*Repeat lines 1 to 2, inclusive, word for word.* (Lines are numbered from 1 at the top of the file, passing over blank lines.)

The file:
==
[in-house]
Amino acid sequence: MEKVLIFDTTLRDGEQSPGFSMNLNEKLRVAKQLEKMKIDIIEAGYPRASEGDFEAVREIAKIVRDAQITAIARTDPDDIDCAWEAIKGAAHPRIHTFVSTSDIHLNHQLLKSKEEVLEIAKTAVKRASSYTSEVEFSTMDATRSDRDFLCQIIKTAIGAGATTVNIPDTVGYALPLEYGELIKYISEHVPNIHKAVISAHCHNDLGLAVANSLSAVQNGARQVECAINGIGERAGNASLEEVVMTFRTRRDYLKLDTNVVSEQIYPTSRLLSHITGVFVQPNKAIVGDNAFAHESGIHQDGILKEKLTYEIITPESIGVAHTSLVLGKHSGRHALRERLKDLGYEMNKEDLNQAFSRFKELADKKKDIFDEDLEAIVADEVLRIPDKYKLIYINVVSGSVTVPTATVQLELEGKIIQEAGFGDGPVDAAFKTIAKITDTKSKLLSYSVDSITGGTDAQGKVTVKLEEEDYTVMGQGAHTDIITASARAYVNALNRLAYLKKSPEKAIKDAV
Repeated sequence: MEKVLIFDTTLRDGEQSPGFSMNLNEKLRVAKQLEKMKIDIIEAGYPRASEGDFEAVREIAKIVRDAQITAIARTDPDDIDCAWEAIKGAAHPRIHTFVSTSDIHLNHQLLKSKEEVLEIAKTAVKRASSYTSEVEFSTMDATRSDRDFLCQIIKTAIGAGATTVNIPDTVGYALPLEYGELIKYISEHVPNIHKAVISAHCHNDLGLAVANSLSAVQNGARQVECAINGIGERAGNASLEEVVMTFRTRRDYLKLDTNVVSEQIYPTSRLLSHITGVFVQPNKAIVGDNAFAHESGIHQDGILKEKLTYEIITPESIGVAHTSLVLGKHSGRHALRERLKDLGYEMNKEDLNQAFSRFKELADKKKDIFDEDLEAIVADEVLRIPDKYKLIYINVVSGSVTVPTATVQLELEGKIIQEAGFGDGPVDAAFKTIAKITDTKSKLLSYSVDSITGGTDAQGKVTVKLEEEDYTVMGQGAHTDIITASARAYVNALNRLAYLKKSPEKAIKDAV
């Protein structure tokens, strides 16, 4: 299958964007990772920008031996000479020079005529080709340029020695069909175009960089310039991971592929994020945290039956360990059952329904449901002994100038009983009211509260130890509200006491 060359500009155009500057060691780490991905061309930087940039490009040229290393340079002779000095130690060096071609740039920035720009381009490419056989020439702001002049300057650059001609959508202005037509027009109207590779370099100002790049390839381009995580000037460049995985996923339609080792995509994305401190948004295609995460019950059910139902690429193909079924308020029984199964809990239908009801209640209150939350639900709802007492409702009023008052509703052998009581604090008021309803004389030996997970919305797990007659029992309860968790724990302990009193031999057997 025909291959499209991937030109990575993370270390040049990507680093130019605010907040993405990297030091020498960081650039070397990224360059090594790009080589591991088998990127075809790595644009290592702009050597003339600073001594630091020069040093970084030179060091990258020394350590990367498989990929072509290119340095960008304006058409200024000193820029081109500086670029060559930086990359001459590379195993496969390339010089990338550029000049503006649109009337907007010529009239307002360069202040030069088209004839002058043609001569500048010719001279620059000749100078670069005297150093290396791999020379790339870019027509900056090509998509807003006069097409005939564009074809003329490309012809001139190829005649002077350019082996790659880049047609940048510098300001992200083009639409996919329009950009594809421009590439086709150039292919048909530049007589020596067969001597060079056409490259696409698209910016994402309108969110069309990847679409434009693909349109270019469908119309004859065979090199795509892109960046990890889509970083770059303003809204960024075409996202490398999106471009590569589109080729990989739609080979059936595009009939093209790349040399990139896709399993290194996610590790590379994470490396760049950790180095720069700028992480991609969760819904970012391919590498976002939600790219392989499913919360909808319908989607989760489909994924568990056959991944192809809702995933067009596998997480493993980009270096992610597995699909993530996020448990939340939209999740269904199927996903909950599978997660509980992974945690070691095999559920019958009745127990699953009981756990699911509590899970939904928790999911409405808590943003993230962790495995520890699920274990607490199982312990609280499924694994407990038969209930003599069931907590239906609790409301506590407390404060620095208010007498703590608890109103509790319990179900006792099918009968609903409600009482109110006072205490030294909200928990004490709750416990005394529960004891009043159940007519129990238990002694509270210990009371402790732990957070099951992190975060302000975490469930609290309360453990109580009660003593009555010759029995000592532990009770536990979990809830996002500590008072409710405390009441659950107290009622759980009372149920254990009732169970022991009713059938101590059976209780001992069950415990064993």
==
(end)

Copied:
[in-house]
Amino acid sequence: MEKVLIFDTTLRDGEQSPGFSMNLNEKLRVAKQLEKMKIDIIEAGYPRASEGDFEAVREIAKIVRDAQITAIARTDPDDIDCAWEAIKGAAHPRIHTFVSTSDIHLNHQLLKSKEEVLEIAKTAVKRASSYTSEVEFSTMDATRSDRDFLCQIIKTAIGAGATTVNIPDTVGYALPLEYGELIKYISEHVPNIHKAVISAHCHNDLGLAVANSLSAVQNGARQVECAINGIGERAGNASLEEVVMTFRTRRDYLKLDTNVVSEQIYPTSRLLSHITGVFVQPNKAIVGDNAFAHESGIHQDGILKEKLTYEIITPESIGVAHTSLVLGKHSGRHALRERLKDLGYEMNKEDLNQAFSRFKELADKKKDIFDEDLEAIVADEVLRIPDKYKLIYINVVSGSVTVPTATVQLELEGKIIQEAGFGDGPVDAAFKTIAKITDTKSKLLSYSVDSITGGTDAQGKVTVKLEEEDYTVMGQGAHTDIITASARAYVNALNRLAYLKKSPEKAIKDAV